14th October 2021
23.5 miles / 4,006 ft ascent / 10 hours
I’ve been feeling a little morose recently and I knew the best antidote would be a challenging day in the hills.
There are three peaks that surround Harpers Ferry, all within walking distance: Loudon Heights, Maryland Heights, and Weverton Cliffs.
I’ve previously climbed two of them in a day – Maryland Heights and Loudon Heights – but all three in a day is an altogether more challenging prospect. It’s still small fry in the grand scheme of things, but a good challenge for me with current fitness levels and creaky knees.
It’s a 24 mile walk with over 4,000 ft ascent:
I left home at 6, wearing my head torch because it’s still dark that early at this time of year. Lower town is atmospheric and feels even more olde-world at this time in the morning, when it’s quiet and devoid of cars.
My route took me through lower town, over the pedestrian bridge, then up Maryland Heights as the first peak. I did the Stone Fort loop, which takes in the old civil war fortifications on top of the ridge, some 1,400 ft above the river.
I ditched the headtorch when dawn broke, as I ascended the steepest section of track, near the top.
It was misty on the summit, and no one else was around.
After a short break, I continued along the summit ridge, which is one of my favorite section’s of walk in the area. It’s especially enjoyable in inclement weather or wintry conditions, and today the swirling mist gave it an other worldly feel.
As I progressed along the ridge, the sun made an appearance, slowly burning off the mist and appearing out the cloud.
The dew was heavy on the ground, the leaves, and spiderwebs. Nature even does Halloween decorations better than we do.
Peak fall foliage is still a few weeks away but evidence of change was all around. Leaves are falling and starting to cover the ground. Mostly brown and yellow at the moment, but the reds, oranges, and purples are surely just around the corner. This shot was taken on the descent of the Stone Fort loop, on the way down Maryland Heights.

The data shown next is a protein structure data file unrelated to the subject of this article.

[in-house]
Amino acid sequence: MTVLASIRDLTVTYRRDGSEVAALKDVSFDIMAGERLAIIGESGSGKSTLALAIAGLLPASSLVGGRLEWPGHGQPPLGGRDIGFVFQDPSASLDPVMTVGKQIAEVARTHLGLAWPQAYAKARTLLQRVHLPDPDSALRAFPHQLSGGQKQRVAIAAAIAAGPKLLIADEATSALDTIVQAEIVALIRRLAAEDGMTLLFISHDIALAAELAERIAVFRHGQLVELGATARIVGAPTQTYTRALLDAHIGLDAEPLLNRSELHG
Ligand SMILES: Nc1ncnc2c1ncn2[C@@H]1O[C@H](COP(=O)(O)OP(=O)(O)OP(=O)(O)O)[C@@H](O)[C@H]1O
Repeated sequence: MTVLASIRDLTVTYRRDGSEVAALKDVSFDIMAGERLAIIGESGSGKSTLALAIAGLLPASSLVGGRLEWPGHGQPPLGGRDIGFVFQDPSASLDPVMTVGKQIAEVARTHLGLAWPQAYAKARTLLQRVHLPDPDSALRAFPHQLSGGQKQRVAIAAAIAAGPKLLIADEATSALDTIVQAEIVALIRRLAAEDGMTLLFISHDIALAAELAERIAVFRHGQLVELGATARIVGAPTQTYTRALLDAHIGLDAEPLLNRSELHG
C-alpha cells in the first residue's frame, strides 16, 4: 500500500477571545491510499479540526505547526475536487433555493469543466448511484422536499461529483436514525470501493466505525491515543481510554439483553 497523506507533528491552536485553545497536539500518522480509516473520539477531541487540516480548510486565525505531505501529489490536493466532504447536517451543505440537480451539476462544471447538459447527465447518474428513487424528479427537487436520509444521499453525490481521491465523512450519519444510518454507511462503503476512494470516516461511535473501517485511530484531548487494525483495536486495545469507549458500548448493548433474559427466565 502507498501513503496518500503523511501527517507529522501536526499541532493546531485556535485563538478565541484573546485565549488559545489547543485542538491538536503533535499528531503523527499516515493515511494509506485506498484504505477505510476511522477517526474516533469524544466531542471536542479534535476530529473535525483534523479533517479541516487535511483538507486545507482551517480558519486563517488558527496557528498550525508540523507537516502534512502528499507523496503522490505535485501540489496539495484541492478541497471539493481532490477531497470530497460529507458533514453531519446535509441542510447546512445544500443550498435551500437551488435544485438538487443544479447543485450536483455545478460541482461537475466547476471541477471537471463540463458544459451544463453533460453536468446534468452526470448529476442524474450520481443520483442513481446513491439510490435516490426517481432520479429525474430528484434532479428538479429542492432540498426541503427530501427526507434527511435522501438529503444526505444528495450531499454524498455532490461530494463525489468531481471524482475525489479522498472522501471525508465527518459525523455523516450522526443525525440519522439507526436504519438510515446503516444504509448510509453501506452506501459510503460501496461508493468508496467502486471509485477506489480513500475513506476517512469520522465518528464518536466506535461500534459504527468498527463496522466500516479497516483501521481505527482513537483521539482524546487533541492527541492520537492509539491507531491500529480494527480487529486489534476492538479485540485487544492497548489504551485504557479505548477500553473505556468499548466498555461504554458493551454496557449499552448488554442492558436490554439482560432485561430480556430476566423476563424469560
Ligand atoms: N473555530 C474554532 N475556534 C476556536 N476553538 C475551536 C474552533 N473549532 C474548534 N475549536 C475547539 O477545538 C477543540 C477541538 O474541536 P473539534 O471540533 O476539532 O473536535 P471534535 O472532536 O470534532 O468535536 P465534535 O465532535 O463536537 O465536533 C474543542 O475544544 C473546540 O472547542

From the base Maryland Heights, it was four miles along the C&O canal to Weverton Cliffs, passing the abandoned canal lockhouse under Maryland Heights cliffs. I was yet to see another soul since leaving home.
Counter-intuitively, the flat, hard-packed surface of the canal was harder on my feet than climbing the mountains, so I was happy to reach the turn north on the A.T. to head up Weverton Cliffs. I’ve climbed it several times before (from home and with family) so I knew what was in store.
It’s a relatively short climb from the trail to the top of the ridge, but as I already had 10 miles in the bag I was feeling a little tired:
The views from the top of Weverton Cliffs are magnificent! You can see a much wider panorama than from the other two mountains. Weverton definitely has the best views.
Here, I’m looking down on the Potomac River and across to Short Hill Tract mountain:
This was peak number two in the bag! So far, so good.
I had a short break on the top of Weverton Cliffs to enjoy the view. I could still see the summit of Maryland Heights, enveloped in cloud, and also Loudon Heights, which I still had to reach.
The flat miles back along the canal to Harpers Ferry were tiring. My back ached but I was spurred on by the thoughts of coffee and bagel from Battlegrounds Cafe in town. Harpers Ferry was teeming with people by the time I reached lower town again, such a contrast to first thing in the morning.
The bagel and coffee were every bit as good as I hoped, and made for a thoroughly satisfying lunch break!
Lower town looked splendid as always:
Suitably replete, I walked through town on the A.T. with Lexi, before saying goodbye and heading up Loudon Heights, for a final showdown.
I crossed 340, over the Shenandoah River, having already walked 16.5 miles rather than the usual 1 mile if I was doing Loudon Heights from home. But I felt great and was excited to continue my hike.
The ascent was tiring, I’m not going to lie. I was weary, but happy. All I had to do was keep plodding up the hill, passing Split Rock on my way to the lookout.
The view from Loudon Heights lookout never disappoints and today the air was super clear, so I could see for miles. Lower town and the train bridge looked sharper than usual, as if they were in better focus than earlier in the summer when it was more hazy. I took a good break at the lookout to enjoy the view (and the rest!).
Loudon Heights lookout was the third peak in the bag!
Looking upriver to the confluence of the Shenandoah and Potomac Rivers and enjoying a tasty apple.
Looking across the Potomac River to Maryland Heights, which I’d climbed early that morning.
Overall, it was a fantastic, long day out that gave me a solid challenge and a decent sense of accomplishment.
I find days like this make memories that last a lifetime, that nourish me for months, even years to come. I cherish these days because they’re so fulfilling, in a different way to other aspects of life.